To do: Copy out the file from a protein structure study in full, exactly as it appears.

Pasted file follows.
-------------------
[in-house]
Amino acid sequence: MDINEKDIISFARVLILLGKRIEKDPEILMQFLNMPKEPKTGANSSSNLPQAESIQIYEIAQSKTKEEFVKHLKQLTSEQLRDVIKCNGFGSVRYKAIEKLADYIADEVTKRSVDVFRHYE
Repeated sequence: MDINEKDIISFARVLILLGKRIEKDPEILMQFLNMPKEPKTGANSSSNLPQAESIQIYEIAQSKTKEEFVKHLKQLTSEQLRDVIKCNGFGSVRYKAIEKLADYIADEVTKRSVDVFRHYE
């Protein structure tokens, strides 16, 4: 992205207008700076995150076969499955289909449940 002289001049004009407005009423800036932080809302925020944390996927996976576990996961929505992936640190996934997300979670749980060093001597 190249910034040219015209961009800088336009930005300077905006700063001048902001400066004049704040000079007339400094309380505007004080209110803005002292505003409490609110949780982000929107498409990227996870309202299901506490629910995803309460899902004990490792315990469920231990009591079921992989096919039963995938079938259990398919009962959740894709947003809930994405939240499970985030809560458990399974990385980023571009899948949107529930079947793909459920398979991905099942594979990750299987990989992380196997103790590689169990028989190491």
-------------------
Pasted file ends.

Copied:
[in-house]
Amino acid sequence: MDINEKDIISFARVLILLGKRIEKDPEILMQFLNMPKEPKTGANSSSNLPQAESIQIYEIAQSKTKEEFVKHLKQLTSEQLRDVIKCNGFGSVRYKAIEKLADYIADEVTKRSVDVFRHYE
Repeated sequence: MDINEKDIISFARVLILLGKRIEKDPEILMQFLNMPKEPKTGANSSSNLPQAESIQIYEIAQSKTKEEFVKHLKQLTSEQLRDVIKCNGFGSVRYKAIEKLADYIADEVTKRSVDVFRHYE
């Protein structure tokens, strides 16, 4: 992205207008700076995150076969499955289909449940 002289001049004009407005009423800036932080809302925020944390996927996976576990996961929505992936640190996934997300979670749980060093001597 190249910034040219015209961009800088336009930005300077905006700063001048902001400066004049704040000079007339400094309380505007004080209110803005002292505003409490609110949780982000929107498409990227996870309202299901506490629910995803309460899902004990490792315990469920231990009591079921992989096919039963995938079938259990398919009962959740894709947003809930994405939240499970985030809560458990399974990385980023571009899948949107529930079947793909459920398979991905099942594979990750299987990989992380196997103790590689169990028989190491």